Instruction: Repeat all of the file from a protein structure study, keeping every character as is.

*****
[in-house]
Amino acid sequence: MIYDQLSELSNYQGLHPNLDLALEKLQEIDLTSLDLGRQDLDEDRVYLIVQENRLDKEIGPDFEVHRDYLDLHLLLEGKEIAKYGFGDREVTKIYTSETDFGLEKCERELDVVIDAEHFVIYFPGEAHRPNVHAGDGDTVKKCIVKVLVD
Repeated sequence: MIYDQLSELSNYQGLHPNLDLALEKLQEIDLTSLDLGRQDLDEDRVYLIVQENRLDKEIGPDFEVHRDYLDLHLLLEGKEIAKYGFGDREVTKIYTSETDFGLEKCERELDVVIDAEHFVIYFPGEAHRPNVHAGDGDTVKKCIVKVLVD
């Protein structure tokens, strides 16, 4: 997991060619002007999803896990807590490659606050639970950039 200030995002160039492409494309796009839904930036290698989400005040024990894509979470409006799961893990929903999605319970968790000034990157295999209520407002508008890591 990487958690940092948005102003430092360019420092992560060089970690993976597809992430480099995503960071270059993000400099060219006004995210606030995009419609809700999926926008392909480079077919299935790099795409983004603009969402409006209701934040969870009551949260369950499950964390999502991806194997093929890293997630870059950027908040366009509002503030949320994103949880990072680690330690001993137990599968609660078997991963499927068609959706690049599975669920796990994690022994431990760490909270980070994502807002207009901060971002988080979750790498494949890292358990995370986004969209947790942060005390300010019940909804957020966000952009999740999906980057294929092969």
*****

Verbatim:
[in-house]
Amino acid sequence: MIYDQLSELSNYQGLHPNLDLALEKLQEIDLTSLDLGRQDLDEDRVYLIVQENRLDKEIGPDFEVHRDYLDLHLLLEGKEIAKYGFGDREVTKIYTSETDFGLEKCERELDVVIDAEHFVIYFPGEAHRPNVHAGDGDTVKKCIVKVLVD
Repeated sequence: MIYDQLSELSNYQGLHPNLDLALEKLQEIDLTSLDLGRQDLDEDRVYLIVQENRLDKEIGPDFEVHRDYLDLHLLLEGKEIAKYGFGDREVTKIYTSETDFGLEKCERELDVVIDAEHFVIYFPGEAHRPNVHAGDGDTVKKCIVKVLVD
């Protein structure tokens, strides 16, 4: 997991060619002007999803896990807590490659606050639970950039 200030995002160039492409494309796009839904930036290698989400005040024990894509979470409006799961893990929903999605319970968790000034990157295999209520407002508008890591 990487958690940092948005102003430092360019420092992560060089970690993976597809992430480099995503960071270059993000400099060219006004995210606030995009419609809700999926926008392909480079077919299935790099795409983004603009969402409006209701934040969870009551949260369950499950964390999502991806194997093929890293997630870059950027908040366009509002503030949320994103949880990072680690330690001993137990599968609660078997991963499927068609959706690049599975669920796990994690022994431990760490909270980070994502807002207009901060971002988080979750790498494949890292358990995370986004969209947790942060005390300010019940909804957020966000952009999740999906980057294929092969």